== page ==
Jerry Albani has identified an important aspect of group dynamics when he writes:
<<<I also feel that Cooperative learning is not for everyone at all times. Several of my students had to be allowed to continue to work by themselves in a group setting until they felt comfortable and ready to join the group. I found that by respecting their right to go it alone permitted them to eventually become active group participants -- and at the end of the year, even they extolled the merits of groups in allowing people and them to help each other and discuss ideas.>>>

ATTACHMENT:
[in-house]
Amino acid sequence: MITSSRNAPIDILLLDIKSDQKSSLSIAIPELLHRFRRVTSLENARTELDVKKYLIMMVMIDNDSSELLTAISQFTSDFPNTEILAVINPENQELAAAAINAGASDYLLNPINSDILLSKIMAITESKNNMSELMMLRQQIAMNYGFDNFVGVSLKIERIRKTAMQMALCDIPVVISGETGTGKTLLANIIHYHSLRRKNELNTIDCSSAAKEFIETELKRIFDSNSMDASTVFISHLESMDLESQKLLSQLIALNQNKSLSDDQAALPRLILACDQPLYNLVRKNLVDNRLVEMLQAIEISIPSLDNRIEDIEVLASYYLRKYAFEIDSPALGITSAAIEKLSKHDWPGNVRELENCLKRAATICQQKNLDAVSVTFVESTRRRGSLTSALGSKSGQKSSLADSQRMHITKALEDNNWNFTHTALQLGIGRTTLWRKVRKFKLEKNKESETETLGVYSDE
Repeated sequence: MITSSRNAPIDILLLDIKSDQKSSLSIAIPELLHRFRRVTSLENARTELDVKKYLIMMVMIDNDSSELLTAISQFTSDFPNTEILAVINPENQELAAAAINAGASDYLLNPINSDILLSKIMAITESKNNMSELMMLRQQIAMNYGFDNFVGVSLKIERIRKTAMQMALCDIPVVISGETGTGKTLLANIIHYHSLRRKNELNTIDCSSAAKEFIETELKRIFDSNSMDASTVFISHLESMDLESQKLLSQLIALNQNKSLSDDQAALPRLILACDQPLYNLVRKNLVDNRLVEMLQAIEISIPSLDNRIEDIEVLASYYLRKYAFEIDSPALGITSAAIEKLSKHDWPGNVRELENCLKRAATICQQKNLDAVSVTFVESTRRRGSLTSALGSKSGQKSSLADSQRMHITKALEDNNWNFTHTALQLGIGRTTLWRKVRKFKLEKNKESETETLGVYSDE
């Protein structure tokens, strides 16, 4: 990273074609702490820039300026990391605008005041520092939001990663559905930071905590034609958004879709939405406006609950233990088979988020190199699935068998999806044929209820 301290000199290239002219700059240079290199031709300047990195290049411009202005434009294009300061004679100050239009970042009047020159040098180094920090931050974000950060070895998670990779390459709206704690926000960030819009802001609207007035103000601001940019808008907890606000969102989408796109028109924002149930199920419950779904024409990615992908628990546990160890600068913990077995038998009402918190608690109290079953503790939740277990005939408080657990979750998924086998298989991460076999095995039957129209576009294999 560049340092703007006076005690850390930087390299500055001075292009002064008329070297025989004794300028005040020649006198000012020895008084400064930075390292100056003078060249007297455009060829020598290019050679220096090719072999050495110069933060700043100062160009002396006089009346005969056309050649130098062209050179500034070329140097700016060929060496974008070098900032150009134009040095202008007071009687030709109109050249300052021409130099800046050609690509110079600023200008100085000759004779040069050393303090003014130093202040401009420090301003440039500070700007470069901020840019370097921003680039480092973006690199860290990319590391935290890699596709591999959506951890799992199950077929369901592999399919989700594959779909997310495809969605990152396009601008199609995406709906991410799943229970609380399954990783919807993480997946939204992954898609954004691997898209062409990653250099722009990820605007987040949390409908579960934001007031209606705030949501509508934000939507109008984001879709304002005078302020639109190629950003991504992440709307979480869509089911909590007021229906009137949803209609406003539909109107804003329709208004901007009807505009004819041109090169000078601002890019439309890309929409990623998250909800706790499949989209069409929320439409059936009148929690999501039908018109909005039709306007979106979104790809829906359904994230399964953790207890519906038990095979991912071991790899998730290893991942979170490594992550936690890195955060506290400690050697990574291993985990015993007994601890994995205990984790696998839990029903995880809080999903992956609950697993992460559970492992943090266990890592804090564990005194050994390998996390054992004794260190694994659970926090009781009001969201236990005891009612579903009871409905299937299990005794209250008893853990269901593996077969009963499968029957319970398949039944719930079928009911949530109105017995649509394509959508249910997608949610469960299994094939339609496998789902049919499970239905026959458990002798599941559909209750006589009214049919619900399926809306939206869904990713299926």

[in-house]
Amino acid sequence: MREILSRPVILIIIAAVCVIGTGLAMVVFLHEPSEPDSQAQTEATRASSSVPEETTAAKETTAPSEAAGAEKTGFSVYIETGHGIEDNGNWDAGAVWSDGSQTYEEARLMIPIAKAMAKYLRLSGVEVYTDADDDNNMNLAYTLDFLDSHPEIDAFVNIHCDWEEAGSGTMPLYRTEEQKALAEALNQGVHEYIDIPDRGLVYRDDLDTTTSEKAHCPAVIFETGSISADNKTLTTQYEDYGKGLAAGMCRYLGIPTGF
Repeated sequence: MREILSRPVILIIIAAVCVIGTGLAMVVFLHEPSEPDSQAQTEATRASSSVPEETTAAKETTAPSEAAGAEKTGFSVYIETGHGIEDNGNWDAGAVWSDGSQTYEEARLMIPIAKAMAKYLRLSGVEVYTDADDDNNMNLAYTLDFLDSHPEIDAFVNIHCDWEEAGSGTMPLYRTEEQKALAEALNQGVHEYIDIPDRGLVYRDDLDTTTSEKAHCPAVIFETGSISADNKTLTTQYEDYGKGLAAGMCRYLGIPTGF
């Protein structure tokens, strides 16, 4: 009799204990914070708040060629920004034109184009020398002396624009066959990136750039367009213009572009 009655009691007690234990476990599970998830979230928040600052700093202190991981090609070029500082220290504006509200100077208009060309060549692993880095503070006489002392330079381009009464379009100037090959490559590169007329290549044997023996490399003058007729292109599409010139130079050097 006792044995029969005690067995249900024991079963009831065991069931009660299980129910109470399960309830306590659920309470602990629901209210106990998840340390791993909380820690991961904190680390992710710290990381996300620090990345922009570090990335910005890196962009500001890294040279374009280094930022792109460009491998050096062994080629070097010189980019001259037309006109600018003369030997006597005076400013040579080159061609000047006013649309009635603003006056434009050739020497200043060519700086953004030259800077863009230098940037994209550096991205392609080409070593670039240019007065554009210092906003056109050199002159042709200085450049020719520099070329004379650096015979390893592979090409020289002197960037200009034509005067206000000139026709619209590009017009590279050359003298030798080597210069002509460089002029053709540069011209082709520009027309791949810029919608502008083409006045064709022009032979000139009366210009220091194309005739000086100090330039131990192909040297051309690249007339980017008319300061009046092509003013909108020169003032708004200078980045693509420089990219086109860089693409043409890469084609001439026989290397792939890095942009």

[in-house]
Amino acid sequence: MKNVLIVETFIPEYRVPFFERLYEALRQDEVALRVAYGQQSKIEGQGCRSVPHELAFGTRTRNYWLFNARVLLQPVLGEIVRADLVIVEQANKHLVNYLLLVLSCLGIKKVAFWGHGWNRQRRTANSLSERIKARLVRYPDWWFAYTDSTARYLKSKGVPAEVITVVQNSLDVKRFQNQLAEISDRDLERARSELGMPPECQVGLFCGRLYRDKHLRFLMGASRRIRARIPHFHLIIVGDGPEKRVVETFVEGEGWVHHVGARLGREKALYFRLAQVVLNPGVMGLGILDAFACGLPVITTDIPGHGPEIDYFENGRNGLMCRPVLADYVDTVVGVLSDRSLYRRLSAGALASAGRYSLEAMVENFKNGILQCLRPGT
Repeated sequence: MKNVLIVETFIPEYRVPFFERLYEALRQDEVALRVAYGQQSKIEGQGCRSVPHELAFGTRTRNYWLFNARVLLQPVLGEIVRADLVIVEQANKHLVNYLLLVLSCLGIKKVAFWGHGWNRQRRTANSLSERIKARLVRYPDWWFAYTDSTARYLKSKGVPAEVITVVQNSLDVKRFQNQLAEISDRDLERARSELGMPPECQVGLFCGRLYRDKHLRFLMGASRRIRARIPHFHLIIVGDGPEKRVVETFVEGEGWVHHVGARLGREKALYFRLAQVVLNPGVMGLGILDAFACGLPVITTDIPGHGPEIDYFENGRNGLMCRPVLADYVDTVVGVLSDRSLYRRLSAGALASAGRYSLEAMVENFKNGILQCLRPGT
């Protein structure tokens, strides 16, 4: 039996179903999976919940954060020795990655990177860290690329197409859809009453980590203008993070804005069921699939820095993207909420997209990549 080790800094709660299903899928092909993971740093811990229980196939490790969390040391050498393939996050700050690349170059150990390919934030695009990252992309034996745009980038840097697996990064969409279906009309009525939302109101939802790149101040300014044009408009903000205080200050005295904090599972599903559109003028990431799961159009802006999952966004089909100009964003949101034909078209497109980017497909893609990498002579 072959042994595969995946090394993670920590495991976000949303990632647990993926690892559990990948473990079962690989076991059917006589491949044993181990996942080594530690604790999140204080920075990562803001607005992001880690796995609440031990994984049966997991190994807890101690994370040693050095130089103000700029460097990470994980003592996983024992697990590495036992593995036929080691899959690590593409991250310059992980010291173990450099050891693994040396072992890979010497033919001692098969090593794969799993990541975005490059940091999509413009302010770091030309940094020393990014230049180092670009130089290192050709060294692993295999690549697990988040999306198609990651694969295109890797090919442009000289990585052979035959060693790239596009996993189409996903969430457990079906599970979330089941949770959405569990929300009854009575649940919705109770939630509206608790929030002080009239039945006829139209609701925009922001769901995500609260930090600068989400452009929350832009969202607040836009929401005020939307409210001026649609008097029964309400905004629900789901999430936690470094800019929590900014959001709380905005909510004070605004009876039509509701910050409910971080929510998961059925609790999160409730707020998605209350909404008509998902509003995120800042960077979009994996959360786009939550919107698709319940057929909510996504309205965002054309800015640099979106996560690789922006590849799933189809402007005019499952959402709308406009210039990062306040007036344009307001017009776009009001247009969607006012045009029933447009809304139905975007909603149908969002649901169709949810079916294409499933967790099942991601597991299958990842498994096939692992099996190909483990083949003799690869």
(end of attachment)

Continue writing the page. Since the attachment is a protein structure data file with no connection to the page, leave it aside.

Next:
I have found that they strength and positive nature of group learning and activities is so strong that it eventually draws all students into the process. When they see others actually having fun discussing and debating and even arguing about mathematical solutions and approaches they get interested in what is going on. When they also see that they are in a safe environment to make mistakes and that analysis of mistakes helps everyone instead of penalizing them they begin to open up. I find that most people do not want to participate out of fear of looking foolish or worse stupid. Jerry's other point about respecting peoples right to chose their learning approach is very important. If we want students to behave responsibly and act like adults then we need to trust their judgement. Especially with adolesents who like to exert their independence, you will not be able to force them into a group approach. Keep in mind that there is an individual accountability with group work so the students who persist in working alone still has an opportunity to demonstrate that they have mastered the material. Sometimes you can encourage hold outs through a reward or bonus process for the group work assigned, something that does not directly penalize the student working alone. Some other aspects of group work that encourages loaners includes their being able to get extra help in class from their peers and the teacher, they see other students developing a very positive relationship with the teacher, that the teacher cares about each student and gets to know everyone on a personal basis, and in some cases they try helping others and get a big lift out of it when they find that can indeed tutor other instead of always being tutored. I often hear squeels of delight (literally) when people who have been math phobic all their lives suddenly realize that they are actually teaching someone else math. I get little chills when that happens even though I am expecting it. One final note: Not everyone participates 100% of the time every day. I have students who are having a bad day or have other pressures on them who you can tell are not involved on a particular day. They will usually tell you if you ask them (individually, not in front of the class) and by accepting their honesty you gain their confidence. I had a student once who literally dragged into class one day. I asked her how she was doing and she replied that she was totally distracted with another course and probably wouldn't be able to learn much in algebra. I suggested she go to the library to finish her research and I would work with her later if she needed help. Later many other students commented in a writing assignment on that interaction very positively, that I respected her feelings and situation. It just seemed very logical to me.